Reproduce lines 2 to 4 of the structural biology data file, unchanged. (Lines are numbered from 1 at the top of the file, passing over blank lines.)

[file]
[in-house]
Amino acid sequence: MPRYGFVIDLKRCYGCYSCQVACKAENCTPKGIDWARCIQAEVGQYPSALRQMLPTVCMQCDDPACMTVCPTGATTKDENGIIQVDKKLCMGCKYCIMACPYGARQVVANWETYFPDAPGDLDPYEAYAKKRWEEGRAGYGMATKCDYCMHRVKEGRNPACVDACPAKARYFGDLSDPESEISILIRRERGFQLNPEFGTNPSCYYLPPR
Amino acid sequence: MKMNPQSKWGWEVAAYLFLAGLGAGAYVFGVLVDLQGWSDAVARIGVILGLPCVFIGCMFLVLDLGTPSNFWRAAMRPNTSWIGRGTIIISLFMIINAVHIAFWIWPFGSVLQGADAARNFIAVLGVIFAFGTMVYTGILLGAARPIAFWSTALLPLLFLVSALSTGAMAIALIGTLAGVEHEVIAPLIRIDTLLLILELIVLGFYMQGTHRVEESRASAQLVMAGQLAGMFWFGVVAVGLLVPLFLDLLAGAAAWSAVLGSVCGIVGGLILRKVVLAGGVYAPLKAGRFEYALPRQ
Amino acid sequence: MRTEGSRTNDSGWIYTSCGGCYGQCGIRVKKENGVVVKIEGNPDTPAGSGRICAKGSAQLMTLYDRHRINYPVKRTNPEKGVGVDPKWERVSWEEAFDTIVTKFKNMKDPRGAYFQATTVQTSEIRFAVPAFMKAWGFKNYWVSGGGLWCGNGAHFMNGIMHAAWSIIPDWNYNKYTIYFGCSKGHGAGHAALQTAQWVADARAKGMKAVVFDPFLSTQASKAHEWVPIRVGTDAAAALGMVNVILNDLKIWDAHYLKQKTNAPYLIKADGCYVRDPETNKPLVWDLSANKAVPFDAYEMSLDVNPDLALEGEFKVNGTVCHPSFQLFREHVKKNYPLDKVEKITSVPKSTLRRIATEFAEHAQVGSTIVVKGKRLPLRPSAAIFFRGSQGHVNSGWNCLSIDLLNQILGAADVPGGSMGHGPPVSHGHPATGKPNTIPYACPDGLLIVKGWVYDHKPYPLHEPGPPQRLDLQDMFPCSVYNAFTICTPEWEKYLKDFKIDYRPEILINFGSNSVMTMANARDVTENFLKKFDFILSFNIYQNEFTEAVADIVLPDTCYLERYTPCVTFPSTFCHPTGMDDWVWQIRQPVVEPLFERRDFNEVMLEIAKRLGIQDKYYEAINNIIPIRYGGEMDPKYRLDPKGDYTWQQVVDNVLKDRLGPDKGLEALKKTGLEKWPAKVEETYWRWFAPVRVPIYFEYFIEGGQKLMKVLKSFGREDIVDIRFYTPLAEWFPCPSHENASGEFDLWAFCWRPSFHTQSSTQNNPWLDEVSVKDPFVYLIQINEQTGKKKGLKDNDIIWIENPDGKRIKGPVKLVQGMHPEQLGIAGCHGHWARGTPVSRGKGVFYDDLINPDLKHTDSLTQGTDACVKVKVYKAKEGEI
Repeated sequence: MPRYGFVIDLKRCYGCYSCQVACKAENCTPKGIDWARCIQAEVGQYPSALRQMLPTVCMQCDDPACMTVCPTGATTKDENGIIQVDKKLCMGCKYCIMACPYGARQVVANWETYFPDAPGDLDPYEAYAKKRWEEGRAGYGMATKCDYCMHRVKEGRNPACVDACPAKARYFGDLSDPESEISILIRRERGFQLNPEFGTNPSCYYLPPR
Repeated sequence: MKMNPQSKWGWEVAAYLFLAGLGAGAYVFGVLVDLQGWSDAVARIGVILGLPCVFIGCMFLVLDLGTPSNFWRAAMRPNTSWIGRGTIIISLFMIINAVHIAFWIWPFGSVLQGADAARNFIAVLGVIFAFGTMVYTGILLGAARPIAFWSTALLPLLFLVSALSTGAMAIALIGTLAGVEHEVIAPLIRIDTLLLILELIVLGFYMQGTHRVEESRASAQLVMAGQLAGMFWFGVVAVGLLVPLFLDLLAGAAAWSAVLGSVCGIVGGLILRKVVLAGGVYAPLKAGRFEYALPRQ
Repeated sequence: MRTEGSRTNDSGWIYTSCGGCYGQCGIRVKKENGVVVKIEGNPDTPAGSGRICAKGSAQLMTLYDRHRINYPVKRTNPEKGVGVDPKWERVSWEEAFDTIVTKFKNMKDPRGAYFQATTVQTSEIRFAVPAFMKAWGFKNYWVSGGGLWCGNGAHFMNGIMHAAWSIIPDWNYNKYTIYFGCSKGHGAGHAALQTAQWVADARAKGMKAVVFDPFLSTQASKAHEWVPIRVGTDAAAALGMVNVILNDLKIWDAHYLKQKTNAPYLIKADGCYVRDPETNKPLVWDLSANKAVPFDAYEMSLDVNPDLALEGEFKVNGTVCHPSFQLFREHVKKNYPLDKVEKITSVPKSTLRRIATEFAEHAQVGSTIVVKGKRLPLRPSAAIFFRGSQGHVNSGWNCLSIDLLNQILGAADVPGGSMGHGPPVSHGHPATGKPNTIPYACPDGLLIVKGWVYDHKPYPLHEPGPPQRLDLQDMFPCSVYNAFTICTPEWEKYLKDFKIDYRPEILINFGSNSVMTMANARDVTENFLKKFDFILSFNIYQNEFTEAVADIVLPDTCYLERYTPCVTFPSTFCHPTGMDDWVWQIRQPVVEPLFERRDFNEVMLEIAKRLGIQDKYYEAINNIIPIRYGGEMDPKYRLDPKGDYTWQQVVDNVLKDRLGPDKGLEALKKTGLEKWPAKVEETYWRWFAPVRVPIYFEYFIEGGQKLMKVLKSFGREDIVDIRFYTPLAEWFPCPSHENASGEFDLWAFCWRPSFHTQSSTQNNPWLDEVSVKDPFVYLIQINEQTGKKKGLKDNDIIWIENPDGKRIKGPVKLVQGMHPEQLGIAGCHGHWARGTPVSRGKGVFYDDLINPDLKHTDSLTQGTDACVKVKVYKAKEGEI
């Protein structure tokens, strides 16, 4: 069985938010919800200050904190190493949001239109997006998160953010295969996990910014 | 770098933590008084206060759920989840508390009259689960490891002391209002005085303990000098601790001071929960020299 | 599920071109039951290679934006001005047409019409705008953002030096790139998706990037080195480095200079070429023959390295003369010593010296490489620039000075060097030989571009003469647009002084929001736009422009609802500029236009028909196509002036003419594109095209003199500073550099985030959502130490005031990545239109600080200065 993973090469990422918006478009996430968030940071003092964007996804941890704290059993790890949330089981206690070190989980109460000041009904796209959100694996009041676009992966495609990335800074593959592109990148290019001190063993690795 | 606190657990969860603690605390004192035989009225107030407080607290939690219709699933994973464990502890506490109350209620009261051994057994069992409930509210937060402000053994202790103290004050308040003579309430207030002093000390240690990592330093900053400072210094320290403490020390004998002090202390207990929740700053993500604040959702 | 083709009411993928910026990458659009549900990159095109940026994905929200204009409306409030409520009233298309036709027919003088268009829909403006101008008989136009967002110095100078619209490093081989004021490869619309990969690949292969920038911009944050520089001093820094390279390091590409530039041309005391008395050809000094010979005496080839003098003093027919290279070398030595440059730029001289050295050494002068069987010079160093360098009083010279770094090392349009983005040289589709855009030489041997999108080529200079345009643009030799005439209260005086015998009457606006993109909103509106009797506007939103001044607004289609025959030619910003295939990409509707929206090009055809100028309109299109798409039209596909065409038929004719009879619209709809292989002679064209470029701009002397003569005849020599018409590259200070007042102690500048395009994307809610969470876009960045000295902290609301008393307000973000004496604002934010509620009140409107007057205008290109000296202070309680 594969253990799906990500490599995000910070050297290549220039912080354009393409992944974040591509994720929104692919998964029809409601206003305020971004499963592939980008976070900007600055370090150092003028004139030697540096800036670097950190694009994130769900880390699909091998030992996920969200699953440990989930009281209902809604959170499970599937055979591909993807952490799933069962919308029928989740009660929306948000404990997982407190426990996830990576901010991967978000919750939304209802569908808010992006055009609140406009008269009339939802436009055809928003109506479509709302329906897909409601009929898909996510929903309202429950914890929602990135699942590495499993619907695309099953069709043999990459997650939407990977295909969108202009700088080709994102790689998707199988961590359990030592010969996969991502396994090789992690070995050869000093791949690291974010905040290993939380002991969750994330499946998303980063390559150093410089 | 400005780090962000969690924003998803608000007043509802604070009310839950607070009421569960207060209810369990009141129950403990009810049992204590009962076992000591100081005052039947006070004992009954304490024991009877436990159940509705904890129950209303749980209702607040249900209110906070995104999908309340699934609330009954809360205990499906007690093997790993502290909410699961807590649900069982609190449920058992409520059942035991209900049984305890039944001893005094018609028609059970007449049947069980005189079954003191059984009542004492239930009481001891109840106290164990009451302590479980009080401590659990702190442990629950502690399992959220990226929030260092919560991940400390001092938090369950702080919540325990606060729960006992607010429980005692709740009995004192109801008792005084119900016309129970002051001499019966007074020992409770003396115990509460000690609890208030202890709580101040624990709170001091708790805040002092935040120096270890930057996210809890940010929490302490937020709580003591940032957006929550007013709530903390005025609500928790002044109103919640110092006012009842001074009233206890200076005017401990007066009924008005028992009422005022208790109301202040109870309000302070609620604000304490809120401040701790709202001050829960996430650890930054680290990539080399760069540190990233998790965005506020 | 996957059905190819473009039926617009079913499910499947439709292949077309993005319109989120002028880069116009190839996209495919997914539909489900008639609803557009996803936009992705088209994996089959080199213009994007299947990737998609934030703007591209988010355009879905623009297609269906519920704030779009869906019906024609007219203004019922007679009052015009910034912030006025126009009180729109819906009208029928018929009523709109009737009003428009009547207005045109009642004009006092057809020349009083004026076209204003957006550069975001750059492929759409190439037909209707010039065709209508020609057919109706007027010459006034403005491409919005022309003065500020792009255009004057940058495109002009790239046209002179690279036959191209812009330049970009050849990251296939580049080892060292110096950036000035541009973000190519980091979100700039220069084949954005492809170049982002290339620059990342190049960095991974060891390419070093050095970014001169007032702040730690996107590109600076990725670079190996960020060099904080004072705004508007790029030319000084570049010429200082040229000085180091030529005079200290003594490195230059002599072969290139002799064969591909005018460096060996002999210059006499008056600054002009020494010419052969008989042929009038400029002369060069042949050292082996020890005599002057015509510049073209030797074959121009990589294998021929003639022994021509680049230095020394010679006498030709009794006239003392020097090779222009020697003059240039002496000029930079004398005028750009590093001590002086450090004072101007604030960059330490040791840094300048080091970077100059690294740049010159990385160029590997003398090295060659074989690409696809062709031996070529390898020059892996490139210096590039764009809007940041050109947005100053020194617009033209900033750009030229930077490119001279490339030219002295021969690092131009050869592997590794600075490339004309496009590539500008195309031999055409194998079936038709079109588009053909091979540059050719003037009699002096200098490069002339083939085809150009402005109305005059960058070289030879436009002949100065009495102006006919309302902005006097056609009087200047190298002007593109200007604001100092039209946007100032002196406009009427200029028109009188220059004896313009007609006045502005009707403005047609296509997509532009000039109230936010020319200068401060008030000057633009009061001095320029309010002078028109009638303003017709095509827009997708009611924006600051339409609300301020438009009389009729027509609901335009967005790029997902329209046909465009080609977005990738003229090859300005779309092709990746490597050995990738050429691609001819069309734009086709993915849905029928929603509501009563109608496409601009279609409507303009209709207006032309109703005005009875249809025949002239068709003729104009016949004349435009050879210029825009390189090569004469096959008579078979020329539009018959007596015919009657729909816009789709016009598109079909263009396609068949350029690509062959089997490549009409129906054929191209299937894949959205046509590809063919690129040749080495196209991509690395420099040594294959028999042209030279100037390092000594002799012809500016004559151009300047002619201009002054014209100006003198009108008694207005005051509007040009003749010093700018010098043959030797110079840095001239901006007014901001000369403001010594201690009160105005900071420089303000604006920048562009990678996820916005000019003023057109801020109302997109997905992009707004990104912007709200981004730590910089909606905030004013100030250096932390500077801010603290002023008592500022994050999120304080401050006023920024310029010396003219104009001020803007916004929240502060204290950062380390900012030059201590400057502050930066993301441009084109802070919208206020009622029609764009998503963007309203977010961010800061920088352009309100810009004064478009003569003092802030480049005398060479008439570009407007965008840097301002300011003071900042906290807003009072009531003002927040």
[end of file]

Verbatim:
Amino acid sequence: MPRYGFVIDLKRCYGCYSCQVACKAENCTPKGIDWARCIQAEVGQYPSALRQMLPTVCMQCDDPACMTVCPTGATTKDENGIIQVDKKLCMGCKYCIMACPYGARQVVANWETYFPDAPGDLDPYEAYAKKRWEEGRAGYGMATKCDYCMHRVKEGRNPACVDACPAKARYFGDLSDPESEISILIRRERGFQLNPEFGTNPSCYYLPPR
Amino acid sequence: MKMNPQSKWGWEVAAYLFLAGLGAGAYVFGVLVDLQGWSDAVARIGVILGLPCVFIGCMFLVLDLGTPSNFWRAAMRPNTSWIGRGTIIISLFMIINAVHIAFWIWPFGSVLQGADAARNFIAVLGVIFAFGTMVYTGILLGAARPIAFWSTALLPLLFLVSALSTGAMAIALIGTLAGVEHEVIAPLIRIDTLLLILELIVLGFYMQGTHRVEESRASAQLVMAGQLAGMFWFGVVAVGLLVPLFLDLLAGAAAWSAVLGSVCGIVGGLILRKVVLAGGVYAPLKAGRFEYALPRQ
Amino acid sequence: MRTEGSRTNDSGWIYTSCGGCYGQCGIRVKKENGVVVKIEGNPDTPAGSGRICAKGSAQLMTLYDRHRINYPVKRTNPEKGVGVDPKWERVSWEEAFDTIVTKFKNMKDPRGAYFQATTVQTSEIRFAVPAFMKAWGFKNYWVSGGGLWCGNGAHFMNGIMHAAWSIIPDWNYNKYTIYFGCSKGHGAGHAALQTAQWVADARAKGMKAVVFDPFLSTQASKAHEWVPIRVGTDAAAALGMVNVILNDLKIWDAHYLKQKTNAPYLIKADGCYVRDPETNKPLVWDLSANKAVPFDAYEMSLDVNPDLALEGEFKVNGTVCHPSFQLFREHVKKNYPLDKVEKITSVPKSTLRRIATEFAEHAQVGSTIVVKGKRLPLRPSAAIFFRGSQGHVNSGWNCLSIDLLNQILGAADVPGGSMGHGPPVSHGHPATGKPNTIPYACPDGLLIVKGWVYDHKPYPLHEPGPPQRLDLQDMFPCSVYNAFTICTPEWEKYLKDFKIDYRPEILINFGSNSVMTMANARDVTENFLKKFDFILSFNIYQNEFTEAVADIVLPDTCYLERYTPCVTFPSTFCHPTGMDDWVWQIRQPVVEPLFERRDFNEVMLEIAKRLGIQDKYYEAINNIIPIRYGGEMDPKYRLDPKGDYTWQQVVDNVLKDRLGPDKGLEALKKTGLEKWPAKVEETYWRWFAPVRVPIYFEYFIEGGQKLMKVLKSFGREDIVDIRFYTPLAEWFPCPSHENASGEFDLWAFCWRPSFHTQSSTQNNPWLDEVSVKDPFVYLIQINEQTGKKKGLKDNDIIWIENPDGKRIKGPVKLVQGMHPEQLGIAGCHGHWARGTPVSRGKGVFYDDLINPDLKHTDSLTQGTDACVKVKVYKAKEGEI